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American Journal of Geriatric Psychiatry

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Objective—Antipsychotic (AP) utilization has grown significantly in long-term care (LTC) settings. Although a growing literature associates AP use with higher mortality in elderly with dementia, the association of APs with hospital events is unclear. The authors examine prevalence and trends in AP use by Medicare beneficiaries residing in LTC and the association of APs and other drug use variables with hospital events and mortality.

Design—Retrospective analysis using sequential multivariate Cox proportional hazards models.

Setting—Medicare Current Beneficiary Survey linked to Institutional Drug Administration and Minimum Data Set files.

Participants—A total of 2,363 LTC Medicare beneficiaries, 1999–2002. Measurements—Trends in LTC AP use overall and by type and duplicative use; association of AP utilization and two outcomes: hospital events and all-cause mortality.

Results—AP use rose markedly from 1999 to 2002 (26.4%–35.9%), predominantly due to increased use of atypical agents. After controlling for sociodemographic and clinical factors, AP use is not related to hospital events (hazard ratio [HR] = 0.98, 95% confidence interval [CI] = 0.82–1.63 p = 0.7951). AP use is associated with reduced mortality in unadjusted and intermediate models, but loss of significance in the final model (HR = 0.83, 95% CI = 0.69–1.00, p = 0.0537) suggests that disease and drug burden factors may confound the AP-mortality relationship.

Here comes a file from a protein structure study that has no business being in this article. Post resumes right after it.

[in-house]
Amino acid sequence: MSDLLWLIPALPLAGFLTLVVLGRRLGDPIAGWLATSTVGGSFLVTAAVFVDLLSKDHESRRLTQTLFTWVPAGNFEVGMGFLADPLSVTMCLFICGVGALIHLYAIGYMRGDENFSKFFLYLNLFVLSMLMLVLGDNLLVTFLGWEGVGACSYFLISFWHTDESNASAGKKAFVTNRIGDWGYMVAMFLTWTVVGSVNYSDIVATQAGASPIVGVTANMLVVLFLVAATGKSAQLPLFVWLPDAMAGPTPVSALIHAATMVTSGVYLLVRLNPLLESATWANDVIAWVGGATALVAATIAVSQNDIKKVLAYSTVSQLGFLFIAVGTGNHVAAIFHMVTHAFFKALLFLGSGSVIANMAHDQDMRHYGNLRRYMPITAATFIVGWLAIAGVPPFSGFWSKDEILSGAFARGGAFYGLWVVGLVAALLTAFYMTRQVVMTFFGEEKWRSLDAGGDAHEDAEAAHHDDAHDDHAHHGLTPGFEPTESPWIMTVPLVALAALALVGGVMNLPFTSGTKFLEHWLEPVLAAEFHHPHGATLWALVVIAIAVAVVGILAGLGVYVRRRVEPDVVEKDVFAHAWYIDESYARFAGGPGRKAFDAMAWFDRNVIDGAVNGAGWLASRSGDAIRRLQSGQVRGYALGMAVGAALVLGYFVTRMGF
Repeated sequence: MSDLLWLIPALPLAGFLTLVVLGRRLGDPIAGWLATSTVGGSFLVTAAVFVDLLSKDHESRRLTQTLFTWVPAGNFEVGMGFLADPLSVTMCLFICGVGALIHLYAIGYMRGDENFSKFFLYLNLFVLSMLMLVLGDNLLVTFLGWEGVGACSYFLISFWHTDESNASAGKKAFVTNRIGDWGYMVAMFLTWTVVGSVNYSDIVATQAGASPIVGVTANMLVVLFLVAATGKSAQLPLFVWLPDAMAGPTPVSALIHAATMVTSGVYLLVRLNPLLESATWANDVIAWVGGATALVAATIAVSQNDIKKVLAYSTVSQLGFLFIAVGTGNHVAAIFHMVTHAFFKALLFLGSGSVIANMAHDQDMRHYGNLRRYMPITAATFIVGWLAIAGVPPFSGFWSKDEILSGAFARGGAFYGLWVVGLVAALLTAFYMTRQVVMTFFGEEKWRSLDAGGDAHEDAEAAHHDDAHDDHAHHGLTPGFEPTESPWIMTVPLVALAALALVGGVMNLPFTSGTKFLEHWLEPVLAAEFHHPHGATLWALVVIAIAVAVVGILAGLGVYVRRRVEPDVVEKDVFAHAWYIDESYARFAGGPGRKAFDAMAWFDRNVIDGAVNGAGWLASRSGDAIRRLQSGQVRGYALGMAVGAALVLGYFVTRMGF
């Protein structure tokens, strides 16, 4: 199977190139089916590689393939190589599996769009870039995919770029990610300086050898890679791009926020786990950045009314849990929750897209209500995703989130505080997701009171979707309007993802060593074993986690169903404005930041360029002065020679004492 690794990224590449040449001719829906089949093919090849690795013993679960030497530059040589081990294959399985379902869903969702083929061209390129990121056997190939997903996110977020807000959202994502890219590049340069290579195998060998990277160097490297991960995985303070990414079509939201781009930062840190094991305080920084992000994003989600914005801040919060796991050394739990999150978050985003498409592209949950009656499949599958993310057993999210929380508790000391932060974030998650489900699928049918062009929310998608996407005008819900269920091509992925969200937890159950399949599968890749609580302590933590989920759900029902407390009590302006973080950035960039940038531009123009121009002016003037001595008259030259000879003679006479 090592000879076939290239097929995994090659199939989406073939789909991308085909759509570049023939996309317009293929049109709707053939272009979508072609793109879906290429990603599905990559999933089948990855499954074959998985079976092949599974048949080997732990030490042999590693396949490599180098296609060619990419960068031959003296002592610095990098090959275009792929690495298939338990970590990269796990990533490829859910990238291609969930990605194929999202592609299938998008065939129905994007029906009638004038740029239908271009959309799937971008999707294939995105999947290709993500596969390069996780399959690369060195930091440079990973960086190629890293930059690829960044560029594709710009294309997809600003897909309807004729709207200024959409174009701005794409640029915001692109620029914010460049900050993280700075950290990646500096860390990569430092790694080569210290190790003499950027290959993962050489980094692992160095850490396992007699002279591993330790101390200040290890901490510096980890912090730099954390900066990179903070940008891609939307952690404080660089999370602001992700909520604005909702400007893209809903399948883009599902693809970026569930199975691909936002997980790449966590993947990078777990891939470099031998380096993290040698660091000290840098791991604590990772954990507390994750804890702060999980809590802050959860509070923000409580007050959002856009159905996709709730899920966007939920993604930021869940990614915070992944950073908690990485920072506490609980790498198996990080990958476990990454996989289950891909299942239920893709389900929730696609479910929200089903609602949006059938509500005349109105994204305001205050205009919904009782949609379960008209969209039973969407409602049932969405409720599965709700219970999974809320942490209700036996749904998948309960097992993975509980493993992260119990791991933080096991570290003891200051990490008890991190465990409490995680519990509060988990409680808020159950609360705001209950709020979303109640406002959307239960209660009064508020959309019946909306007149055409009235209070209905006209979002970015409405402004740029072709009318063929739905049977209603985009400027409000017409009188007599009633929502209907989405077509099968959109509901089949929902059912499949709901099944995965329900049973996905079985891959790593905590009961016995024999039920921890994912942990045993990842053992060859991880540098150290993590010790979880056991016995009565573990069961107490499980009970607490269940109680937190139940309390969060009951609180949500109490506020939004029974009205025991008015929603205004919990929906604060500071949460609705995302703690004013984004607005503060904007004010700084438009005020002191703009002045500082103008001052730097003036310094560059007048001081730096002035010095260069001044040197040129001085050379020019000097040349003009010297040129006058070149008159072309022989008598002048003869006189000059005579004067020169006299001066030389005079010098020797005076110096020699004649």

Conclusion—This study provides no evidence of increased hospital events or mortality in LTC residents who use AP medications. Findings contribute to a growing body of evidence that APs, particularly atypical agents, may be associated with reduced mortality in LTC residents.


NOTICE: this is the author’s version of a work that was accepted for publication in <American Journal of Geriatric Psychiatry. Changes resulting from the publishing process, such as peer review, editing, corrections, structural formatting, and other quality control mechanisms may not be reflected in this document. Changes may have been made to this work since it was submitted for publication. A definitive version was subsequently published in Am J Geriatr Psychiatry. 2009 May ; 17(5): 417–427. doi:10.1097/JGP.0b013e31819b8936.